[Important: President Biden’s loan forgiveness program promised $10,000 of loan forgiveness (up to $20,000 for Pell Grant recipients) for borrowers that met income restrictions. However, that program is on hold as legal hearings are held. Any company promising it can get you loan forgiveness right now under this program is a scam.]
2. You Get a Call or Voicemail
Chances are, you’ve gotten calls from companies promising help with your loans. In some phone and voicemail student loan forgiveness scams, the caller will pose as your lender or loan servicer and tell you that you need to provide them with your account information or make a payment right away. They can be quite convincing, but student loan companies don’t cold call customers.
3. They Ask for Sensitive Information
Student loan scammers will often ask you for your [personal information, such as your Social Security number, Federal Student Aid (FSA) ID, bank account, or credit card numbers. Never give that information to anyone over the phone or via email; they can use that information to steal your identity and open loans or credit cards in your name.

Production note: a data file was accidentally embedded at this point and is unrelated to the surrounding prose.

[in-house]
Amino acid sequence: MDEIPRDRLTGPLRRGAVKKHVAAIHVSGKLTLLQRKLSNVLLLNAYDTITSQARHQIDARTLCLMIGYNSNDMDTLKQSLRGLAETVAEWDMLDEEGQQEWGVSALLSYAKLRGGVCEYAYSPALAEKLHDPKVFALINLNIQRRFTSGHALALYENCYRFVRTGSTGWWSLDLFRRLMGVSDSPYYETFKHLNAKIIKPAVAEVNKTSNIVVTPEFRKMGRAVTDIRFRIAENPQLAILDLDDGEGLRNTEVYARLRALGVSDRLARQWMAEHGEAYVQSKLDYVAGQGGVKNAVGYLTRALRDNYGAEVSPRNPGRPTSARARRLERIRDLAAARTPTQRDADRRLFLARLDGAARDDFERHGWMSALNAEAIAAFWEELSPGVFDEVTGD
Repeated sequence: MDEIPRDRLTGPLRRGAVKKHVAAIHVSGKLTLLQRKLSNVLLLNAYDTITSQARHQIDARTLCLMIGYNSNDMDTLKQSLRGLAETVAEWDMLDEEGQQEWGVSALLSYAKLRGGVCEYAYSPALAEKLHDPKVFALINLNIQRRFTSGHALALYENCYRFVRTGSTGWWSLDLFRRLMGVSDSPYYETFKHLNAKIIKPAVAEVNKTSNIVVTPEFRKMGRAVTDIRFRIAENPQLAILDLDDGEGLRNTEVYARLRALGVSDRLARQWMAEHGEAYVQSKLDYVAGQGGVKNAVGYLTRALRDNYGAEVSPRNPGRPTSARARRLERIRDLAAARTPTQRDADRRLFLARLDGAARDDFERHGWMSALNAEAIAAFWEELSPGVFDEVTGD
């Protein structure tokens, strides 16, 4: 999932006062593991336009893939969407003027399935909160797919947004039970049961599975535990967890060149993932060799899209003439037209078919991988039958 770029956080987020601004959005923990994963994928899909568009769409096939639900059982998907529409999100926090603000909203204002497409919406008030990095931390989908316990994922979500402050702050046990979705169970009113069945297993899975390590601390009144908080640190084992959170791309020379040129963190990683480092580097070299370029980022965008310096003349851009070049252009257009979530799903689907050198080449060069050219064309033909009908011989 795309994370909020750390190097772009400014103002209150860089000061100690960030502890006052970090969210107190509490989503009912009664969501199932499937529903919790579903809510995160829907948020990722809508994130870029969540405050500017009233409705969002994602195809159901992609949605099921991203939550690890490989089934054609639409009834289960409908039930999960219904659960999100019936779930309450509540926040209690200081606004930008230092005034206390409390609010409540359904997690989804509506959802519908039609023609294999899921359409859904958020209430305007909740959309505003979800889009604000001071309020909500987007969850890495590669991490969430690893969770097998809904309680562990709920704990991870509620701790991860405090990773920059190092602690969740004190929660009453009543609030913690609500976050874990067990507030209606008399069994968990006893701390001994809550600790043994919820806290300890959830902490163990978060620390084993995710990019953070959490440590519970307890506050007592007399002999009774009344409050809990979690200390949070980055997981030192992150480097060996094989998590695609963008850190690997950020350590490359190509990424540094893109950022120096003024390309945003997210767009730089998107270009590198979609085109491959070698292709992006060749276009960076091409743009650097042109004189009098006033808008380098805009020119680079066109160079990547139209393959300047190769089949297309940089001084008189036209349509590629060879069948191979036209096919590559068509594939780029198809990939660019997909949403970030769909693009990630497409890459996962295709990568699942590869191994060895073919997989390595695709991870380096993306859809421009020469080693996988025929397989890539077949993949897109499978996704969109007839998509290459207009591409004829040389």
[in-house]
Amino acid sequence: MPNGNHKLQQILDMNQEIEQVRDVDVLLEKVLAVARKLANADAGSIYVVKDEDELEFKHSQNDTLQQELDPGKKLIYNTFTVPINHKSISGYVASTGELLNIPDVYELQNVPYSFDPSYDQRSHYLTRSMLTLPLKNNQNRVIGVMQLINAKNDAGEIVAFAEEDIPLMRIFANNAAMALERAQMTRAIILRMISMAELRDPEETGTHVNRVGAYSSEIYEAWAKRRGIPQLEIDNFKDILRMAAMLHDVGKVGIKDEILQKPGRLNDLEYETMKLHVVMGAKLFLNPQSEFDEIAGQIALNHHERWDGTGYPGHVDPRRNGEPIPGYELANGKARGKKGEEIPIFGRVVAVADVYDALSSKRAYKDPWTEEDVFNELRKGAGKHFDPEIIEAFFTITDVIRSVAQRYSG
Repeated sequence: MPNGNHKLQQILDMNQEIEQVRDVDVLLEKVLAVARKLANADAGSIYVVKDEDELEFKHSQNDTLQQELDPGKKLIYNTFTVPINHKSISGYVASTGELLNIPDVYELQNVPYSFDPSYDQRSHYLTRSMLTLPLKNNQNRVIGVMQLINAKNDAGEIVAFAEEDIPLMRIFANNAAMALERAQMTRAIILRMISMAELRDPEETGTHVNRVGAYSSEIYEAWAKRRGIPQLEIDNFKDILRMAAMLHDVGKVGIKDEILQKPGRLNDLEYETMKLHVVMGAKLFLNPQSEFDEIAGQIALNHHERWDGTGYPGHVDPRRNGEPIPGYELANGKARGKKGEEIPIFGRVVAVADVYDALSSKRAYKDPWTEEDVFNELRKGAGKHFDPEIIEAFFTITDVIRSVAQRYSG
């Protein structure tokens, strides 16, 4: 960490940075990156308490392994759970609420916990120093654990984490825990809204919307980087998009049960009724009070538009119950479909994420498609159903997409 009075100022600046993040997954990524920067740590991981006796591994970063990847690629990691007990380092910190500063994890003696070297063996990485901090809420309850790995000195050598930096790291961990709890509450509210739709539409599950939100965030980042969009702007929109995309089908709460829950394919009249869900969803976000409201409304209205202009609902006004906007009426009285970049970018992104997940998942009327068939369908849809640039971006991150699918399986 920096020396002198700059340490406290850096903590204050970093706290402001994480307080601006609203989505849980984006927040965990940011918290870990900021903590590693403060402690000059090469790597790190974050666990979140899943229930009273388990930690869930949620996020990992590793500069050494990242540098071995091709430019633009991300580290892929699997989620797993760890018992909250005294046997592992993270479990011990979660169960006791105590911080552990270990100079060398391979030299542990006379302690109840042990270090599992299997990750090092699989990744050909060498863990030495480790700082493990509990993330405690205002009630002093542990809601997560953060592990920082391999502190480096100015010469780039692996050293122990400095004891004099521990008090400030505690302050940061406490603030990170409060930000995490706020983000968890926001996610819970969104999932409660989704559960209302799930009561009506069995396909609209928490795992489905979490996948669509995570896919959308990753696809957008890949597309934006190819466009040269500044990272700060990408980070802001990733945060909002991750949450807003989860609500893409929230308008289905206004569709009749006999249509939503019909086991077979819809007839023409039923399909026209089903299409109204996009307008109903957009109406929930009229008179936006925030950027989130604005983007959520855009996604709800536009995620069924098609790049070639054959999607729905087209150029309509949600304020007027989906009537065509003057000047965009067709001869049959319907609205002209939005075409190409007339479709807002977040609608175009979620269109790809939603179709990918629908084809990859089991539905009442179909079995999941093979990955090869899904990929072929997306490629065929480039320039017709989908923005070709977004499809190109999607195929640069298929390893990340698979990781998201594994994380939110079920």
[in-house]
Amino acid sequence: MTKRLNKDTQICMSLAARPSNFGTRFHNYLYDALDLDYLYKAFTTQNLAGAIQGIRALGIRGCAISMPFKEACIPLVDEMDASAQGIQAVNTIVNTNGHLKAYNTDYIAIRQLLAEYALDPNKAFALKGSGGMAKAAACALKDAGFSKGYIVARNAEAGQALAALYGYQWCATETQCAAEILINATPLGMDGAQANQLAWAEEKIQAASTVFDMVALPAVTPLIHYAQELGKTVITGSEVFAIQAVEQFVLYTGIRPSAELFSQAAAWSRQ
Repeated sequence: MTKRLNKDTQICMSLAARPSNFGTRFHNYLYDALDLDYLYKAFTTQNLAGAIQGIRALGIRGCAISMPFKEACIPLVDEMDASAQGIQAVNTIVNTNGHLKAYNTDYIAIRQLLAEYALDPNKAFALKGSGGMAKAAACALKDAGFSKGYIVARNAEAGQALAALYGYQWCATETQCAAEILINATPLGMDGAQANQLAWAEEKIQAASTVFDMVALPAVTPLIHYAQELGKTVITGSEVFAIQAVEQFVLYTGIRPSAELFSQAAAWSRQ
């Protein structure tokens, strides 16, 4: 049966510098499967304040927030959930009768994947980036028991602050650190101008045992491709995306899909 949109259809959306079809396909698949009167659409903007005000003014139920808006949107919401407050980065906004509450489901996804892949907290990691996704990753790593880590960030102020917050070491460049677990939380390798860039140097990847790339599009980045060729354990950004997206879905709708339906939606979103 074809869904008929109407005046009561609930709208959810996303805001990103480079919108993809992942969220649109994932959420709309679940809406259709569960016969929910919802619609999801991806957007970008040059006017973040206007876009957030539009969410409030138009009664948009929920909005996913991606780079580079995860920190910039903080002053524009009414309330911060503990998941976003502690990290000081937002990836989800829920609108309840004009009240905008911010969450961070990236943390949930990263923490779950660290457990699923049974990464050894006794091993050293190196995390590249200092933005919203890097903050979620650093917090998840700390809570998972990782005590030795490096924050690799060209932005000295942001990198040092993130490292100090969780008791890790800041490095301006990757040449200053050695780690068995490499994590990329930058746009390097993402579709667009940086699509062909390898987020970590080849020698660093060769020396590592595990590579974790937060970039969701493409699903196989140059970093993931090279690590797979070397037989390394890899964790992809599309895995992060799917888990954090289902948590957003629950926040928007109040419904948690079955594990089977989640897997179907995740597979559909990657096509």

4. They Ask You to Pay Upfront Fees
Some scammers will offer to handle your loan forgiveness or IDR plan applications for you if you pay an upfront fee. However, it’s completely free to apply for loan forgiveness or an IDR plan, and you can do it yourself online through the following links:
If you have other debt, such as private student loans or credit card counselors, you may pursue credit counseling from a non-profit credit counseling agency. Those services may charge nominal fees, but the federal loan programs are completely free.
5. You Feel Pressured
Scammers are effective because they convey a sense of urgency. For example, COVID-19 student loan forgiveness scams often worked because the scammers told customers they had to act immediately to have their loan payments paused or their loans forgiven. Because they made it seem like a limited-time offer, customers didn’t have time to do their due diligence and fell for the scam.
If a company uses high-pressure tactics, that’s a warning that whatever they’re selling is a scam.
6. They Ask for Power of Attorney